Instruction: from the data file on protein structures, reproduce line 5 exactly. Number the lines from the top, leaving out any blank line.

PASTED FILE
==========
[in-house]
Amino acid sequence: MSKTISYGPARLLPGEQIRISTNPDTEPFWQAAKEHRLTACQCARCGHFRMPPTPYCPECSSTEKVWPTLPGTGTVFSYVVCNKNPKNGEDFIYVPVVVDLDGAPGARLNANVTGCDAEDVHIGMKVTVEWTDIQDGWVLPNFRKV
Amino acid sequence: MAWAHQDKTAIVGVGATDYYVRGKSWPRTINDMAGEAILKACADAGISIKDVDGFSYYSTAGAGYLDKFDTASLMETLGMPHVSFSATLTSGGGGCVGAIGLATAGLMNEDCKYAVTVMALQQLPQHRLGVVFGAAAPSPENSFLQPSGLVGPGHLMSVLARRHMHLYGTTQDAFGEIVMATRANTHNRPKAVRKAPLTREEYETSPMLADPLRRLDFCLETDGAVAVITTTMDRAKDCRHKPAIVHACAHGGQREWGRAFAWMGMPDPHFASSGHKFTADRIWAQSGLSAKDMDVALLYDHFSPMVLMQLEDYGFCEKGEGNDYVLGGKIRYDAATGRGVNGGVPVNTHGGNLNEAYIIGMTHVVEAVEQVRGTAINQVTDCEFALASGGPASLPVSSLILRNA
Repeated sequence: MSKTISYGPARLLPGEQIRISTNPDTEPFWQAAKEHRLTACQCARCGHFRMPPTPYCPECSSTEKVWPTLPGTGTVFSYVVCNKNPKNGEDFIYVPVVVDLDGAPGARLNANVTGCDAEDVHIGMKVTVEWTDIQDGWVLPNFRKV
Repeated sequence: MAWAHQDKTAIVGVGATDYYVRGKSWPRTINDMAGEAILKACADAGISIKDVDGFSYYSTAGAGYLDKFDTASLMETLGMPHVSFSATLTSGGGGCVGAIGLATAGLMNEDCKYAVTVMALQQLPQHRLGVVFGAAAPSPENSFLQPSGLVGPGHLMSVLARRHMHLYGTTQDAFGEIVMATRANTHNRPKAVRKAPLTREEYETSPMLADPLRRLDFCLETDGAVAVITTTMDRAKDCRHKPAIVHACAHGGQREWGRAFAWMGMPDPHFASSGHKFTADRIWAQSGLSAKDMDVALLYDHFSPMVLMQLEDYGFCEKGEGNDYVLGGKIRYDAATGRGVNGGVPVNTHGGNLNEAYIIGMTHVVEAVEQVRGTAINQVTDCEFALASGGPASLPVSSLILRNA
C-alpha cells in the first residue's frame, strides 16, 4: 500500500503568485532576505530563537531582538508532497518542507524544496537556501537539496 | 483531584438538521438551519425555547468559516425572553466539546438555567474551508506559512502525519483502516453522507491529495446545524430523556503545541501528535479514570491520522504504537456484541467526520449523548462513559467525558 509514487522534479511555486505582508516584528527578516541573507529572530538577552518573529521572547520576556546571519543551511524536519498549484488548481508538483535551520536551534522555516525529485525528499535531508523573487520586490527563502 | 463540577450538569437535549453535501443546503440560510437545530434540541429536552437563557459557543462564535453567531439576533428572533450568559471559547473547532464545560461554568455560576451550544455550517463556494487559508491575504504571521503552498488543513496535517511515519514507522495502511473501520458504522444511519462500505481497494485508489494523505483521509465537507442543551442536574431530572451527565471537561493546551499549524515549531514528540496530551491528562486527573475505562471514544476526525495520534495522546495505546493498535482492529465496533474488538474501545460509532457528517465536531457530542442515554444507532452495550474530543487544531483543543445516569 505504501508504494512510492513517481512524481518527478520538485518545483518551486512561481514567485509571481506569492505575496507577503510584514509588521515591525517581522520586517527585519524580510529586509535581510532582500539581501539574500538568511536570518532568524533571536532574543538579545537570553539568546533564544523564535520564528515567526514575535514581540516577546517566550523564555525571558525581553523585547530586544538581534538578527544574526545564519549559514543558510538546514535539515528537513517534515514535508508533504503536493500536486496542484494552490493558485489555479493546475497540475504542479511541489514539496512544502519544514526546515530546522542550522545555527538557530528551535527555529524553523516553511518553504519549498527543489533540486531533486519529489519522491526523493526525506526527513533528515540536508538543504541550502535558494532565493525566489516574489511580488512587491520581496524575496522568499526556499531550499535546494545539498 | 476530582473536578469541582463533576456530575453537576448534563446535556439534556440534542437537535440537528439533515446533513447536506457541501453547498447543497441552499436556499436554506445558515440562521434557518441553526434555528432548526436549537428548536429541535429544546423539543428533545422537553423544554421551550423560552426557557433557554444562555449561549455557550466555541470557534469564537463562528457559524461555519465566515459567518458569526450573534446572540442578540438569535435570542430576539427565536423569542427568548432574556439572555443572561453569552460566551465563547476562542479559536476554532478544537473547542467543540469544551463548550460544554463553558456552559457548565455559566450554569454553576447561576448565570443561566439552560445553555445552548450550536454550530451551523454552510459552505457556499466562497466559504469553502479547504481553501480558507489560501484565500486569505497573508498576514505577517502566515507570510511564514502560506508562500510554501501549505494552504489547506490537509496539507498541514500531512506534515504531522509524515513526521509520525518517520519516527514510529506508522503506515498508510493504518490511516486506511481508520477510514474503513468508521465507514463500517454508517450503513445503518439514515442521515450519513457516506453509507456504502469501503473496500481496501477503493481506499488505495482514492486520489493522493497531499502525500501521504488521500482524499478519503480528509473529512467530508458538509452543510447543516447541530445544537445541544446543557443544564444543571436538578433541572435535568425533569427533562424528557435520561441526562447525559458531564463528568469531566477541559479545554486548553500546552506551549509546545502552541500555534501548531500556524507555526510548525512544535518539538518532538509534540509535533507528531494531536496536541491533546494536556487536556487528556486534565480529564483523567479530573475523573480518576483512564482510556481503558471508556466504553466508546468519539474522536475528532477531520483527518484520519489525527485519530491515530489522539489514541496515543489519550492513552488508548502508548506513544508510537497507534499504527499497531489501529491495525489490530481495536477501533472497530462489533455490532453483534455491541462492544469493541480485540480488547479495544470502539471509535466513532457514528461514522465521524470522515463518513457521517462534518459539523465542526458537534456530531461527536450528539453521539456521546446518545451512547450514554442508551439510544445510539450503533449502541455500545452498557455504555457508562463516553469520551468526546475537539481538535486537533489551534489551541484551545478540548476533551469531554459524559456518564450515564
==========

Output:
Repeated sequence: MAWAHQDKTAIVGVGATDYYVRGKSWPRTINDMAGEAILKACADAGISIKDVDGFSYYSTAGAGYLDKFDTASLMETLGMPHVSFSATLTSGGGGCVGAIGLATAGLMNEDCKYAVTVMALQQLPQHRLGVVFGAAAPSPENSFLQPSGLVGPGHLMSVLARRHMHLYGTTQDAFGEIVMATRANTHNRPKAVRKAPLTREEYETSPMLADPLRRLDFCLETDGAVAVITTTMDRAKDCRHKPAIVHACAHGGQREWGRAFAWMGMPDPHFASSGHKFTADRIWAQSGLSAKDMDVALLYDHFSPMVLMQLEDYGFCEKGEGNDYVLGGKIRYDAATGRGVNGGVPVNTHGGNLNEAYIIGMTHVVEAVEQVRGTAINQVTDCEFALASGGPASLPVSSLILRNA